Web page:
My $15.00 Shaving Horse
I always liked the idea of having a shaving horse. A few years back I built a set of windsor dining chairs and shaved the spindles with my draw knife and spokeshaves. Back then I didn’t have a shaving horse so I ended up using my woodworking vise to get the job done. While the vise worked, I knew that using a shaving horse would be a lot more comfortable and a lot more fun. I’ve seen shaving horses for sale on different websites but the problem was that they were over $500 a piece. I knew that wasn’t going to fly so I had to make my own.
Then one day I ran across an article Brian Boggs did for Fine Woodworking. The shaving horse he made was simple and straight forward to make. Right then I knew I had my plans. The one problem that I saw was that he used 2″ thick material to make his. I wasn’t about to splurge big money on 2″ thick ash or maple so I decided to make mine out of good ole southern yellow pine.
I went to Lowes and picked out two pieces of 2x10x8’s that were as clean as possible without any knots. Total cost was $14.73. While Fine Woodworking showed “plans” for the horse, they didn’t go into great detail about how to actually build the horse and a lot of detailed measurements weren’t even given. So I just eyeballed where I thought edges should be and built the horse as close as possible to Brian’s. (For a new, full set of shave horse plans, see the link below.)
Building the horse wasn’t complicated at all and it only took me a weekend to make. I milled the body out, shaped the back legs and made an extra long front leg. The nice thing about using a 2×10 is that you can cut both back legs out of one piece that’s 21″long. Once the back legs were installed, I leveled them with a compass and shaped the feet so they would sit flat on the floor. Then I took the front leg and leveled the horse, marked the top of the leg and trimmed it flushed.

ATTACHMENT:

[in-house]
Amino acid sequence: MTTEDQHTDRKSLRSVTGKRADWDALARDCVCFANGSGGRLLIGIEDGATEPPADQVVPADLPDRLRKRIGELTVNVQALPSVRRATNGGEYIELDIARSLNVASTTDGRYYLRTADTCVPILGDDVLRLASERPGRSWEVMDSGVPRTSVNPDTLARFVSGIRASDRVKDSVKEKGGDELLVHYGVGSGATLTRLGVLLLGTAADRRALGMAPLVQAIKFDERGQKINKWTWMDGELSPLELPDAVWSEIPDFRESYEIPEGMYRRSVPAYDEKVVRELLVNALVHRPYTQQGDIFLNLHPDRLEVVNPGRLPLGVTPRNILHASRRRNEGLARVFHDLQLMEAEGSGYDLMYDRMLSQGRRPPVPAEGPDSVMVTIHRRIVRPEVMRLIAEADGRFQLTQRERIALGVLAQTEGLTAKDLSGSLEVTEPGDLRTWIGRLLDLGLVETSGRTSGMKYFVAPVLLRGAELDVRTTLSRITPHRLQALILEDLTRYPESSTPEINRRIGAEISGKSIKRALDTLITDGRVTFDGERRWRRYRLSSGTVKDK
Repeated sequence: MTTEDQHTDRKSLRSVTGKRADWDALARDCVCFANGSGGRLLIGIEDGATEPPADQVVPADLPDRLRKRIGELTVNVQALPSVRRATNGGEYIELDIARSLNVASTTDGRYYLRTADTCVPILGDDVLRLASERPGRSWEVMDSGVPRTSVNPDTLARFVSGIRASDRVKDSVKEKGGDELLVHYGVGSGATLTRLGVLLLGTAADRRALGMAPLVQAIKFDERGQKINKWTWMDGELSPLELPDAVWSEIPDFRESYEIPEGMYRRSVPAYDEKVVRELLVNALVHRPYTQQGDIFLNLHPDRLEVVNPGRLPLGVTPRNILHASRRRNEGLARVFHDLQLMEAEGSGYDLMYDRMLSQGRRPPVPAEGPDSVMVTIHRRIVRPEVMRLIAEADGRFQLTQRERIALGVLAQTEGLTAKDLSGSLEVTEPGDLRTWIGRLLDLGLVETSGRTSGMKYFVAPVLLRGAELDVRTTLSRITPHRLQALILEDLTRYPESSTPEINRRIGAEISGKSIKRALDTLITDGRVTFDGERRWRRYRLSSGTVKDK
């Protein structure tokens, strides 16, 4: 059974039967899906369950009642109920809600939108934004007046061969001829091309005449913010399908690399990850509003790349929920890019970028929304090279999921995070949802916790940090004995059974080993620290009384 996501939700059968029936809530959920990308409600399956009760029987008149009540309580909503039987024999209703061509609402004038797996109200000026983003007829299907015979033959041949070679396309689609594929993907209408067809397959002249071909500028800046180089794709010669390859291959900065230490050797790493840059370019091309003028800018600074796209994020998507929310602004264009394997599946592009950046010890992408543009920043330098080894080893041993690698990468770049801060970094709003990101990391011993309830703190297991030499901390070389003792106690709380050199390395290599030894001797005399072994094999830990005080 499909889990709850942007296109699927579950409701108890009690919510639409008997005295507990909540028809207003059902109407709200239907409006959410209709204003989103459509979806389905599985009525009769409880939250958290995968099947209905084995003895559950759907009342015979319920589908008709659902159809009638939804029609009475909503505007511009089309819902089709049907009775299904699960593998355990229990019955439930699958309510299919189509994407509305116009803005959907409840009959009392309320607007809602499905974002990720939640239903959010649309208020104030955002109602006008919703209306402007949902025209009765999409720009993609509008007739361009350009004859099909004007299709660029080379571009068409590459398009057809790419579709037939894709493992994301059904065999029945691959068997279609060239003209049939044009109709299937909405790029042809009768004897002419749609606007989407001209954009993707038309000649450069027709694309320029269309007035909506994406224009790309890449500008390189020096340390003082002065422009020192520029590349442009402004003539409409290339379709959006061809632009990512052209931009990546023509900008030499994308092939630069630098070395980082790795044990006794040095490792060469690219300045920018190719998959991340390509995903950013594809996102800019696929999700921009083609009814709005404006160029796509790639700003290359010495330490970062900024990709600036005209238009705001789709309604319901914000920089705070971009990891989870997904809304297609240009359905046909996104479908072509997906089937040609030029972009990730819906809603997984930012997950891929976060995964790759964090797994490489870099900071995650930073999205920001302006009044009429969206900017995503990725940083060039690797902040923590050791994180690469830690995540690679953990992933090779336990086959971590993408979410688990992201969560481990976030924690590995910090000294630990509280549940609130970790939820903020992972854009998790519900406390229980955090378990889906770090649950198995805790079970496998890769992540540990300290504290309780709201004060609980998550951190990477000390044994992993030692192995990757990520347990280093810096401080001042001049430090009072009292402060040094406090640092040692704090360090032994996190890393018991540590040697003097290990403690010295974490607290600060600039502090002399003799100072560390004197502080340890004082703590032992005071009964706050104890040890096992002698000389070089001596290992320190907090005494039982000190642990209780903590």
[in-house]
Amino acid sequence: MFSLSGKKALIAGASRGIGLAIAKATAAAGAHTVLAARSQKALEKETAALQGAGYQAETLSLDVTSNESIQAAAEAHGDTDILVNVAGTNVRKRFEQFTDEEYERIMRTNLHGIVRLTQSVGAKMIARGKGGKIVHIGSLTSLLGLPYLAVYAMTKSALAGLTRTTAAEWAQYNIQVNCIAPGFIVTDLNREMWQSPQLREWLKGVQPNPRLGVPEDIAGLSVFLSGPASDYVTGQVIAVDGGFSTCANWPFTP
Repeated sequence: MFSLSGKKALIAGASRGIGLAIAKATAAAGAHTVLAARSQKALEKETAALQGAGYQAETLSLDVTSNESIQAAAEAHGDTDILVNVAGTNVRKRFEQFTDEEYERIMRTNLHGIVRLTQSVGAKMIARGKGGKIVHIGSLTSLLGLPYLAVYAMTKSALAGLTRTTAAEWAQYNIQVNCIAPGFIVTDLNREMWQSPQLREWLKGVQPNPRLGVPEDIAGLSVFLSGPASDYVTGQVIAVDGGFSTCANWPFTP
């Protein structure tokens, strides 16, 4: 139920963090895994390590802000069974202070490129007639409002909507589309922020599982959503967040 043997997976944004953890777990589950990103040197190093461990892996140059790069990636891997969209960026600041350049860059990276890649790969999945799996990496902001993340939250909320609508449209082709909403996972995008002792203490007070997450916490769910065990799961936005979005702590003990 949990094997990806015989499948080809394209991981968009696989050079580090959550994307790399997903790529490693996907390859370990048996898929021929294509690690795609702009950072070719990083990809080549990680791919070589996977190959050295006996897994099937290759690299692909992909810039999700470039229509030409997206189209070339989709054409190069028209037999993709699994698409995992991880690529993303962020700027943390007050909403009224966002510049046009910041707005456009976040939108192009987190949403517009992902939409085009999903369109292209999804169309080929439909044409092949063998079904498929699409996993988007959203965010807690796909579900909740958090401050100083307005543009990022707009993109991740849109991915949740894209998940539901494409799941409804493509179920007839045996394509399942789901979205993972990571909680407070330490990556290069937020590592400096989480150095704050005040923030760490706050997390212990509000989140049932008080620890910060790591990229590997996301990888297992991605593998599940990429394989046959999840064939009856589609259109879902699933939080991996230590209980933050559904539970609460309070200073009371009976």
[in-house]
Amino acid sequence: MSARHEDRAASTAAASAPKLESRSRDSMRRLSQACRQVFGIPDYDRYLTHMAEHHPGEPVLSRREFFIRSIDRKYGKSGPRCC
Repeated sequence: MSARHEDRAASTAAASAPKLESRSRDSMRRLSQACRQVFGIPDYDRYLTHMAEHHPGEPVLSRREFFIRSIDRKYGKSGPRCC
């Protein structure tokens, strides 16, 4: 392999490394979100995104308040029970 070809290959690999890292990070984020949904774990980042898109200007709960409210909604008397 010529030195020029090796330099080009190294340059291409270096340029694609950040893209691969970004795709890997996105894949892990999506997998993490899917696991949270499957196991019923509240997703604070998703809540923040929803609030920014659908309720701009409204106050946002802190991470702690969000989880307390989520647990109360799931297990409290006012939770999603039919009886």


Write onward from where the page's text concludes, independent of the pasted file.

The only caveat of using 1 1/2″ stock as opposed to full 2″ stock is that the head becomes narrower. Brian’s bench head is 5 1/2″ wide due to the fact that he had three 2″ wide boards glued together. My bench head could only be 4 1/4″ wide due to three 1 1/2″ pieces glued together. Fortunately I don’t think that’s a big concern due to the fact that mostly what I’ll be shaving are spindles.
The one thing I did differently from the plan was Brian used a bicycle tire tube to act as a spring for the key. I didn’t have an old tube lying around and didn’t feel like buying a new one so I ended up using a big fat rubber band instead. While it works, I’m sure the tire tube would work much better since it would have more spring to it.
I also just shaped the seat using a chair shave and spoke shave then sanded it smooth with a random orbital sander. Brian wrapped his with leather which gives his horse a real nice look. I did however glue a piece of leather onto one side of the hold down bar so that the horse would grip the stock better.
All in all I’m very happy the way the horse turned out and I can even take it apart for storage or to travel with. Now I just need to find me some fresh cut logs to make a chair.
For a full set of plans to build a shave horse from inexpensive pine, check out this article by Tim Manney.
Find more about Shaving horses in FineWoodworking.com:
Two pieces of 2x10x8's and Brian Boggs plans
Body of the shaving horse is cut from one of the 2 x 10's
Both back legs can be cut from one piece that is 21"long.
I scribed around each of the back leg to make the leg sit flat on the ground
I level the horse and mark the length of the front leg.
My head is 1 1/2" narrower than Brian's due to the fact I was using 1 1/2" stock.
Seat was scuplted with a chair shave and spoke shaves.